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Kapfenberg, Austria

Lira I.,University of Santiago de Chile | Grientschnig D.,Bohler Edelstahl Gmbh
Metrologia | Year: 2010

The publication of the Guide to the Expression of Uncertainty in Measurement (GUM), and later of its Supplement 1, can be considered to be landmarks in the field of metrology. The second of these documents recommends a general Monte Carlo method for numerically constructing the probability distribution of a measurand given the probability distributions of its input quantities. The output probability distribution can be used to estimate the fixed value of the measurand and to calculate the limits of an interval wherein that value is expected to be found with a given probability. The approach in Supplement 1 is not restricted to linear or linearized models (as is the GUM) but it is limited to a single measurand. In this paper the theory underlying Supplement 1 is re-examined with a view to covering explicit or implicit measurement models that may include any number of output quantities. It is shown that the main elements of the theory are Bayes' theorem, the principles of probability calculus and the rules for constructing prior probability distributions. The focus is on developing an analytical expression for the joint probability distribution of all quantities involved. In practice, most times this expression will have to be integrated numerically to obtain the distribution of the output quantities, but not necessarily by using the Monte Carlo method. It is stressed that all quantities are assumed to have unique values, so their probability distributions are to be interpreted as encoding states of knowledge that are (i) logically consistent with all available information and (ii) conditional on the correctness of the measurement model and on the validity of the statistical assumptions that are used to process the measurement data. A rigorous notation emphasizes this interpretation. © 2010 BIPM & IOP Publishing Ltd. Source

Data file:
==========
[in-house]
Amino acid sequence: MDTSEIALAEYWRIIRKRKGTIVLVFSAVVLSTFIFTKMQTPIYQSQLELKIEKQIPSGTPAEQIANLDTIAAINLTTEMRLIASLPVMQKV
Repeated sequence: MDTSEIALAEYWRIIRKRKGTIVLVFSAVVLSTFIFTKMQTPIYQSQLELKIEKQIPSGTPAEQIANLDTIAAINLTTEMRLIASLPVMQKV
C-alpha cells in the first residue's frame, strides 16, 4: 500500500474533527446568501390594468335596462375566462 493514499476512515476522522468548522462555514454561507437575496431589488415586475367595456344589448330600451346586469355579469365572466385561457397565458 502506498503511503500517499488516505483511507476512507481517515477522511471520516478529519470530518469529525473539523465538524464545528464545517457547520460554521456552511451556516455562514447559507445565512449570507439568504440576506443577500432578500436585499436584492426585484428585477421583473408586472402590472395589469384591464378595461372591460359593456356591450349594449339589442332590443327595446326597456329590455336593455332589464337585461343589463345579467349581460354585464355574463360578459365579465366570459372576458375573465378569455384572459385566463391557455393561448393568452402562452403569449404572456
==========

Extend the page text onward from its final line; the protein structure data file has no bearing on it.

Bohler Edelstahl Gmbh | Date: 2011-04-05

Gun barrel for firearms made from a deformed material and method for producing the gun barrel material. The material has a chemical composition in % by weight of:

Bohler Edelstahl Gmbh | Date: 2010-03-05

A cold-forming steel article which comprises an alloy that comprises carbon, manganese, silicon, chromium, molybdenum, vanadium, tungsten and optionally, niobium in certain concentrations, as well as up to about 0.4 wt. % of accompanying elements, remainder iron and contaminants. The article is formed by atomization of a melt and hot isostatic pressing of the resultant powder. The article exhibits a hardness of at least about 60 HRC and a toughness in terms of impact strength of higher than about 50 J. This abstract is neither intended to define the invention disclosed in this specification nor intended to limit the scope of the invention in any way.

The invention relates to a method for the production of tools for a chip-removing machining of metallic materials and to a tool with improved wear resistance and/or high toughness. The invention further provides an alloyed steel with a chemical composition comprising carbon, silicon, manganese, chromium, molybdenum, tungsten, vanadium, and cobalt as well as aluminum, nitrogen, and iron. The alloyed steel may be used to make tools to a hardness of greater than 66 HRC and increased chip-removing machining performance.

Bohler Edelstahl Gmbh | Date: 2010-01-13

A wear-resistant material which comprises certain concentrations of carbon, nitrogen, oxygen, niobium/tantalum as well as other metallic elements. The material comprises a metal matrix and hard phases embedded therein. The hard phases comprise one or more of carbides, nitrides, carbonitrides, and oxide carbonitrides and have a diameter of from about 0.2 m to about 50 m. This abstract is neither intended to define the invention disclosed in this specification nor intended to limit the scope of the invention in any way.

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